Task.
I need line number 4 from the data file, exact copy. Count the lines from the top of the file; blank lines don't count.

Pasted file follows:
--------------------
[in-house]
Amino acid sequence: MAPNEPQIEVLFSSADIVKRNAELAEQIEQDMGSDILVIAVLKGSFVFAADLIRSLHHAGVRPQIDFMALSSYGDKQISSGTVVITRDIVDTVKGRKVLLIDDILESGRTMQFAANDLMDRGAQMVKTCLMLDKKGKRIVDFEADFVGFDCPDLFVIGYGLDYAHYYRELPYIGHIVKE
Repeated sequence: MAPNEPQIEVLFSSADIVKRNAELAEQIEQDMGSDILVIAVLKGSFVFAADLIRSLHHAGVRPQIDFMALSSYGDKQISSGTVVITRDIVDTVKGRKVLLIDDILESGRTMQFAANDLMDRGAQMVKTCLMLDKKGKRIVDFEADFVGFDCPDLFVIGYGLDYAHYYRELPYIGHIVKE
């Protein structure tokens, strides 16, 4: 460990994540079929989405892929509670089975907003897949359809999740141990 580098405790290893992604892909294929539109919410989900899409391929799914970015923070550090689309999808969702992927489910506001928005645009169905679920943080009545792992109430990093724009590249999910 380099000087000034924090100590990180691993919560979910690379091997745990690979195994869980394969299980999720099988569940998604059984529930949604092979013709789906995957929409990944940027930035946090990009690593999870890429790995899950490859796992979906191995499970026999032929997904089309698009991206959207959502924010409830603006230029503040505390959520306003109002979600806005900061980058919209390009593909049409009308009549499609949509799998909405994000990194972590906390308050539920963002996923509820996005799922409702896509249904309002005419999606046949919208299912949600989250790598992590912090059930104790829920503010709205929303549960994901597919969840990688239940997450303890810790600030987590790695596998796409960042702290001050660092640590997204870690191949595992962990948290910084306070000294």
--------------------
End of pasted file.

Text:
């Protein structure tokens, strides 16, 4: 460990994540079929989405892929509670089975907003897949359809999740141990 580098405790290893992604892909294929539109919410989900899409391929799914970015923070550090689309999808969702992927489910506001928005645009169905679920943080009545792992109430990093724009590249999910 380099000087000034924090100590990180691993919560979910690379091997745990690979195994869980394969299980999720099988569940998604059984529930949604092979013709789906995957929409990944940027930035946090990009690593999870890429790995899950490859796992979906191995499970026999032929997904089309698009991206959207959502924010409830603006230029503040505390959520306003109002979600806005900061980058919209390009593909049409009308009549499609949509799998909405994000990194972590906390308050539920963002996923509820996005799922409702896509249904309002005419999606046949919208299912949600989250790598992590912090059930104790829920503010709205929303549960994901597919969840990688239940997450303890810790600030987590790695596998796409960042702290001050660092640590997204870690191949595992962990948290910084306070000294």